Management and HR teams should continue to monitor Australian Government warnings about travel, both domestic and international. Currently, there is a restriction on all non-essential travel across Australia. In addition, the majority of the States have also closed borders to inter-state travellers.
Address the loss of face-to-face contact with online communication methods – Zoom, Skype and Go To Meeting are effective tools to conduct virtual meetings. And there are countless others.
Director or board meetings which must physically be held for regulatory or other reasons should be deferred in the absence of approval to conduct such meetings remotely.
5. Your online strategy
If a business is experiencing a downturn in passing trade, can the online marketing strategy be ramped up to attract a new pool of online customers?
For employees, check whether your IT systems facilitate working from home arrangements and video conferencing. Are employees adequately trained to use such tools effectively in a way which reduces cyber risk?
Customers and suppliers may also express a preference for online engagement, so consider whether they can also be set-up with the software necessary to engage with your business online.
6. Compensation receipts
Check current insurance policies carefully to see if there is any scope for claiming and discuss with your adviser the taxable nature of any compensation receipts received.
7. Financing commitments
Engage early with financiers if there will be difficulty in meeting interest and loan repayments. These discussions need to be formal and should include the steps currently being taken to manage the downturn and the recovery plan for when conditions improve.
A number of recent announcements have been made in this area which we addressed in an earlier blog (see https://www.insightcompany.com.au/post/governments-economic-response-supporting-the-flow-of-credit)
8. PAYG instalment (PAYG-I) variations
Australia’s PAYG-I tax payment system has built-in mechanisms allowing taxpayers to vary their instalment which, for most, are paid quarterly. The March 2020 quarter looms as an important opportunity to consider varying the instalment payable late April.
PAYG-I variations calculated with reasonable accuracy by a tax professional can provide timely cashflow benefits.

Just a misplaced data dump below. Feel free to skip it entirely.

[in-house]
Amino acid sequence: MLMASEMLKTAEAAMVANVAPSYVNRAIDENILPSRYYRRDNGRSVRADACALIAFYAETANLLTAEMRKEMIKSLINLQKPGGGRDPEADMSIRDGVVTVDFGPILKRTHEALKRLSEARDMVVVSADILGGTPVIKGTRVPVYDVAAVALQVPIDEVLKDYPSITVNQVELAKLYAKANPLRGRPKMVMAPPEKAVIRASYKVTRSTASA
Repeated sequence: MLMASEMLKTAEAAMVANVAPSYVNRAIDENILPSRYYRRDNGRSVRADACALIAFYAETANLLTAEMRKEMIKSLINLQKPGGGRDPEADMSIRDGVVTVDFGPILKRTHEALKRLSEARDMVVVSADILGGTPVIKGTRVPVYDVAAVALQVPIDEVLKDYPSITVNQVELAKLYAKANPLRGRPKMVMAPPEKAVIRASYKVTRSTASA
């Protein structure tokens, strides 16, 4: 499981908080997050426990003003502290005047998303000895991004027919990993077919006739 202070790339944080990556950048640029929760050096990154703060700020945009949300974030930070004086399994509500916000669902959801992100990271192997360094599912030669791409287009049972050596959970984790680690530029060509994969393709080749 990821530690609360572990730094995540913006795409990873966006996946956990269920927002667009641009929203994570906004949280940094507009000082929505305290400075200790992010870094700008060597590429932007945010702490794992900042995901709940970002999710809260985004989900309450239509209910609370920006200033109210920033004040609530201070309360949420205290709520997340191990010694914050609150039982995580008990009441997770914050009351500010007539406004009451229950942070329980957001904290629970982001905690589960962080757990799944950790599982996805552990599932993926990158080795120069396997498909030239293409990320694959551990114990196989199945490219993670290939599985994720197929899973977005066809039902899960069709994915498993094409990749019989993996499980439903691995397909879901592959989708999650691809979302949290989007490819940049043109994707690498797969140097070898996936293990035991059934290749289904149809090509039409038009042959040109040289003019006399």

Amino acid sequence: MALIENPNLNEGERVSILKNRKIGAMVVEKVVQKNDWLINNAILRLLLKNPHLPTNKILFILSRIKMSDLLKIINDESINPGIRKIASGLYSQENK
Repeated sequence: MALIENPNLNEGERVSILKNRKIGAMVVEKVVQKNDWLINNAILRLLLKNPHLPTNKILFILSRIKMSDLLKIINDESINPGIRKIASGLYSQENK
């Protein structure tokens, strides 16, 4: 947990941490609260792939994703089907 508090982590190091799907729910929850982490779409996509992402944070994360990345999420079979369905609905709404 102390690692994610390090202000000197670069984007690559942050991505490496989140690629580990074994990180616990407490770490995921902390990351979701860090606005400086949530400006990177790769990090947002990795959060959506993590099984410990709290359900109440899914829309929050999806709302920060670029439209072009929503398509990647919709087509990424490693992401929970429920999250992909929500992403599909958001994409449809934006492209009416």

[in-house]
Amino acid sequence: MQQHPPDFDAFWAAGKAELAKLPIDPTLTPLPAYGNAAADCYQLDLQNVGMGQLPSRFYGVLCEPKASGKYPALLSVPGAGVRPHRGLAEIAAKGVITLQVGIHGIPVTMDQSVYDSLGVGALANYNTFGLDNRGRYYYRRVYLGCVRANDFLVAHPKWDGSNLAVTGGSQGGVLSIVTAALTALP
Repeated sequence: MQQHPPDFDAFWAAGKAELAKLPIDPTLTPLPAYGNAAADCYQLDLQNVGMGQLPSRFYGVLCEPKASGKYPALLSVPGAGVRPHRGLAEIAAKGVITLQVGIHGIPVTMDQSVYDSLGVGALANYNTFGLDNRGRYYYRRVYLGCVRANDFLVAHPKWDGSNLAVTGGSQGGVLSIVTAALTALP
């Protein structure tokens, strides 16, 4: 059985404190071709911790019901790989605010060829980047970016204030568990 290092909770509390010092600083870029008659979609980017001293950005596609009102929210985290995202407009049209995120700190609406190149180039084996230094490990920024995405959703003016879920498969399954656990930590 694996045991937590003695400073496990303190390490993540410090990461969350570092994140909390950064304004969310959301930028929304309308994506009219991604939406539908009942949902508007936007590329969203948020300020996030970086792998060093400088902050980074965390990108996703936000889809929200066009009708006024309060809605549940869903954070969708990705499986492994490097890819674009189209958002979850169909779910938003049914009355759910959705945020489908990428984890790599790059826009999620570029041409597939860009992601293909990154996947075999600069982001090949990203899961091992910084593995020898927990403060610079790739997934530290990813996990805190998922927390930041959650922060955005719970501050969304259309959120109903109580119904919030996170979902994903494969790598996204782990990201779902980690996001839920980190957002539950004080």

9. Tax payment problems
The ATO is open to tax debt deferment requests from taxpayers who have their tax returns and Business Activity Statements up to date and can articulate how and when tax payments are likely to get back on track. Laying low and hoping they’ll just go away isn’t a good strategy when dealing with the ATO.
The ATO will work closely with any taxpayer to help them through this period, providing the taxpayer is compliant with their lodgement obligations.
10. Government support
Your business may be eligible for government incentives and concessions. For example, the Queensland Government has announced a payroll tax deferral package for small and medium Queensland businesses impacted by the coronavirus, and the other states have announced similar (and other) measures – see our brief summary at https://www.insightcompany.com.au/post/state-governments-economic-response-state-by-state
The Federal Government has also been actively announcing stimulus and other packages which will be of assistance to a broad range of individual, households and businesses – see https://www.insightcompany.com.au/post/governments-economic-response-support-for-businesses and https://www.insightcompany.com.au/post/governments-economic-response-supporting-individuals-and-households
Times are tough, there is no doubt about that. As business owners, there are some specific issues we should bear in mind during this time.
Cashflow is key to survival – and business resilience has as much to do with recovering after Coronavirus as it is about managing temporary setbacks. There will be enormous opportunities on the other side of this event for those businesses and business owners that manage the next 6 months well.